Tesco’s decision to move lads mags higher up shelves has received support from several quarters. But where does it end, asks Rod Addy

Given Tesco’s seemingly unstoppable success as a global retailer, it’s understandable it receives the occasional knocking in national newspapers: nobody likes a winner.
But were the cries of “censorship” after the multiple’s comments at the Periodical Publishers Association’s 2005 London conference on May 3-4 really justified?
The commotion kicked off when David Cooke, senior buying manager for newspapers and magazines, mentioned the retailer was shifting the entire category of men’s magazines to middle shelves, away from family titles.
He claimed it was responding to customers who were shocked by the racy covers of some of the lads mags.
Tesco claims its decision was driven by customer views. “Our desire is to accommodate all our customers, not to tell editors what is or is not on their cover,” it says.
Its stance has found what some might see as an unlikely ally: Dylan Jones, editor of men’s magazine GQ and chairman of the British Society of Magazine Editors.
“No one likes this sort of interference, least of all publishers,” says Jones. But he continues: “On the other hand, Tesco is being very specific about a section of the market that I happen to think is pretty tawdry.
“Publications such as Maxim, FHM and Loaded are tantamount to pornography. I think retailers should take more responsibility for what’s on-shelf.”
Jones says he would strongly object if he took his two children into a Tesco store and they were confronted with lewd magazine covers at eye level.
Nicki Hill, trade marketing director of children’s magazine publisher Egmont Magazines, takes a similar view. She points out that Tesco’s decision didn’t involve delisting publications, refusing to stock certain issues or even obscuring them, but simply moving them out of children’s way.
It was also a shrewd commercial move, she says. “If you look at the way people shop, there’s no reason why you would stock men’s magazines next to children’s magazines or within children’s line of sight.”
Hill sees nothing sinister in Tesco’s
argument that it has been motivated by customer feedback, and believes that it’s a win-win decision. Mums with young kids get what they want and readers of lads magazines get what they want. Publishers and retailers get to align products with the right target market.
But there is a danger that responding to consumer demand could mean responding to fringe groups with axes to grind.
Nina Link, president of the Magazine Publishers of America, reports on the storm brewing in the US. “Magnum, FHM, Stuff, Glamor, Cosmopolitan, Red Book and National Enquirer have had editions covered, pulled or banned,” says Link.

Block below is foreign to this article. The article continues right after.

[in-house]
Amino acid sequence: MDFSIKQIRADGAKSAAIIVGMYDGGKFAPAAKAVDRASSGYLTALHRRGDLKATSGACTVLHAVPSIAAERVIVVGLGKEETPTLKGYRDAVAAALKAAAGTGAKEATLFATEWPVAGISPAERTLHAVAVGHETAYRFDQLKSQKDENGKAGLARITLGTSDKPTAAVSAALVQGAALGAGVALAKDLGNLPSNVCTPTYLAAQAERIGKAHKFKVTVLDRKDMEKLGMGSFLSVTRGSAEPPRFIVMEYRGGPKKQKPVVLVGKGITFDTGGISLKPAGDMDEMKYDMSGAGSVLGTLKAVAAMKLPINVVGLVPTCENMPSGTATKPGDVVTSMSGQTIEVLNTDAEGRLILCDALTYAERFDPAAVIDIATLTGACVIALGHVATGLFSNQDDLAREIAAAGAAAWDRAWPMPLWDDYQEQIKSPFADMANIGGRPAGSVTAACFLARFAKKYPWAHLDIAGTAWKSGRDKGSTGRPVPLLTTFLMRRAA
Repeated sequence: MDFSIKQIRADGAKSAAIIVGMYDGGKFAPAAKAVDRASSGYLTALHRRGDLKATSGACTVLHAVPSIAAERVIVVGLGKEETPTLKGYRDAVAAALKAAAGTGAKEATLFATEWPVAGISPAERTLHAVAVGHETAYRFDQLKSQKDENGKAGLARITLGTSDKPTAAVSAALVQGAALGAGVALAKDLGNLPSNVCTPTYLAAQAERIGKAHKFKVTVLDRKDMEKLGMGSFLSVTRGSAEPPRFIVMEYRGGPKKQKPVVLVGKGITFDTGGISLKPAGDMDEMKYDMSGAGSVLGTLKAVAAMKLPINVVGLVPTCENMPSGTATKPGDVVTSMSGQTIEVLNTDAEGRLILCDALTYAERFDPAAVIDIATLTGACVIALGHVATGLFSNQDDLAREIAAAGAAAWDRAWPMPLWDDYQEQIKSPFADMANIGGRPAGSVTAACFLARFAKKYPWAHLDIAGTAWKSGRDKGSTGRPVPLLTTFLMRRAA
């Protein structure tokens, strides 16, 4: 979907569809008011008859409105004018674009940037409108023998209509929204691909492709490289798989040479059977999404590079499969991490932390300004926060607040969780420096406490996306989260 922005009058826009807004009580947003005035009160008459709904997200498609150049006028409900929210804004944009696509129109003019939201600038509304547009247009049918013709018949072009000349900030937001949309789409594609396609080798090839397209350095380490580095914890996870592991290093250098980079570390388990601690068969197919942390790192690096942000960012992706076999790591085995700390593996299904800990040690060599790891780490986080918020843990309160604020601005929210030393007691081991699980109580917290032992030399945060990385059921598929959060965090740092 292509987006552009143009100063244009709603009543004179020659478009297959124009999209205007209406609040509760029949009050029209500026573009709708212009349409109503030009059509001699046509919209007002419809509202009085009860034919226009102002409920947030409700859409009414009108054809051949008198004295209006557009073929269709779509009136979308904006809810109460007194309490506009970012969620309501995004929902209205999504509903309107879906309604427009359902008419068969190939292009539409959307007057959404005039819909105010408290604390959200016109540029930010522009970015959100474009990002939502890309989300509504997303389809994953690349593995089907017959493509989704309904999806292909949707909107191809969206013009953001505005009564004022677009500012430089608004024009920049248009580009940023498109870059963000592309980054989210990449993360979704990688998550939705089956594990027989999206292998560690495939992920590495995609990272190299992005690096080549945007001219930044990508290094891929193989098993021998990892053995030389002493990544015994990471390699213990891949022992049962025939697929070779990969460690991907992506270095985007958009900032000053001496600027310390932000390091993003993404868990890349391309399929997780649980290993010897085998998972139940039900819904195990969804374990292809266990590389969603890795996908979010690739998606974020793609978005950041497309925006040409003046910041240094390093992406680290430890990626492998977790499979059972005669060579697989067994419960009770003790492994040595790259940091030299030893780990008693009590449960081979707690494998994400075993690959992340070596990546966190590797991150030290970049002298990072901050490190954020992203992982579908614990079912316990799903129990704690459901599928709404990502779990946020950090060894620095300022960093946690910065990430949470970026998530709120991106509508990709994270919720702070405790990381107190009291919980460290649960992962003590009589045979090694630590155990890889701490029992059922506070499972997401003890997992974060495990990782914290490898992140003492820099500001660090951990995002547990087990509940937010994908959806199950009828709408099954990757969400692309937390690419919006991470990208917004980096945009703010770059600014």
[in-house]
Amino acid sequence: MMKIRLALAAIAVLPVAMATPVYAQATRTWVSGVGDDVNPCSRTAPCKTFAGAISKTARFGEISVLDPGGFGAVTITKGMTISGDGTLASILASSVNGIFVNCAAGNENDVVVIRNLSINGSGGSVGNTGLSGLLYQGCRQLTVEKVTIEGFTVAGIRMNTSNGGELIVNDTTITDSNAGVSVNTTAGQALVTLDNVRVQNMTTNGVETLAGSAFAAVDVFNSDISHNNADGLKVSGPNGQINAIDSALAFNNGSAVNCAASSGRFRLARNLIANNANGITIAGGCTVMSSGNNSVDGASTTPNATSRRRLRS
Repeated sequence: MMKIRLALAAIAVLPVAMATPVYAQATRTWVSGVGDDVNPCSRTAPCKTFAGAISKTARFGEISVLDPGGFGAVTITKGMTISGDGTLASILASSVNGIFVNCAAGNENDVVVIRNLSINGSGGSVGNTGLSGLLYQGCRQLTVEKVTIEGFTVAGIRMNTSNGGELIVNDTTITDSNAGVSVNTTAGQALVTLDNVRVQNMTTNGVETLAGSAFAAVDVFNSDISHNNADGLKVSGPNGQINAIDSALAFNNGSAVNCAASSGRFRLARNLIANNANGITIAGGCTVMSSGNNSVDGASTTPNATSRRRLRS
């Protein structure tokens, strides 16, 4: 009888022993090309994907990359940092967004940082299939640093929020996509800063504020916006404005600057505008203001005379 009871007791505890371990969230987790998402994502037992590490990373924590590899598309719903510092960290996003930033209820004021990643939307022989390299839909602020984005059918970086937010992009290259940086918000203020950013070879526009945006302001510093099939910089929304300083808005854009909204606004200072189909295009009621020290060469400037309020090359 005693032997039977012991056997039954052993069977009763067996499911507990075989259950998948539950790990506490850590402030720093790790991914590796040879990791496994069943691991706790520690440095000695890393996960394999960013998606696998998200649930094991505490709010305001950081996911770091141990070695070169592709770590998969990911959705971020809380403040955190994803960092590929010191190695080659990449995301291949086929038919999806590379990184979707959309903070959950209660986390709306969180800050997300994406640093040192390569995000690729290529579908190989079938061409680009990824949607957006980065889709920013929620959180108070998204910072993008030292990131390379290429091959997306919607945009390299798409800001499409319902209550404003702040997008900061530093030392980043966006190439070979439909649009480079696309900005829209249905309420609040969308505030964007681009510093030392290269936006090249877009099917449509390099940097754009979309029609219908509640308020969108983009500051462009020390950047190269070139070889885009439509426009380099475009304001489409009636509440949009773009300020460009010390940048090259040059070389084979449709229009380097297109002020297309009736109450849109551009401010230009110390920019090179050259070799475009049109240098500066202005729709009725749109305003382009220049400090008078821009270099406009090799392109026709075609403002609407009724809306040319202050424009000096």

“Swimsuit editions, for example, have caused particularly strong supermarket reaction. A complaint from ‘our customers’ in the Bible-bashing southern states is enough to prompt a national reaction by Wal-Mart. While it is difficult to argue Wal-Mart is in breach of the First Amendment (the right to free speech), it is exercising huge pressure on publishers to produce titles to its specifications.”
It is easy to write off this sort of thing as only happening in America. But consumer group Which? says similar pressure groups exist in the UK.
Of course, responding to customer demand does not mean responding to the majority of customers. Would fair trade suppliers have become so successful if it weren’t for a vocal minority driving the issue forward?
The key, according to Ian Locks, chief executive of the PPA, is whether Tesco retains its self-confessed customer focus for future decisions it makes on newstrade sales. “The PPA argument has never been that major retailers set out to control or censor content - only that they might become in a position to do so,” says Locks.
“And if they are in a position to do so, will they never do it?”
He refers to columnist George Monbiot’s comments in a recent edition of The Guardian. “Try to picture a newspaper being sold beside the Tesco checkout with the headline ‘Tesco’s Bullying Tactics Exposed’,” says Monbiot.
Locks believes Tesco’s comments at the PPA conference did not approach that dilemma, but that it is certainly worth thinking about.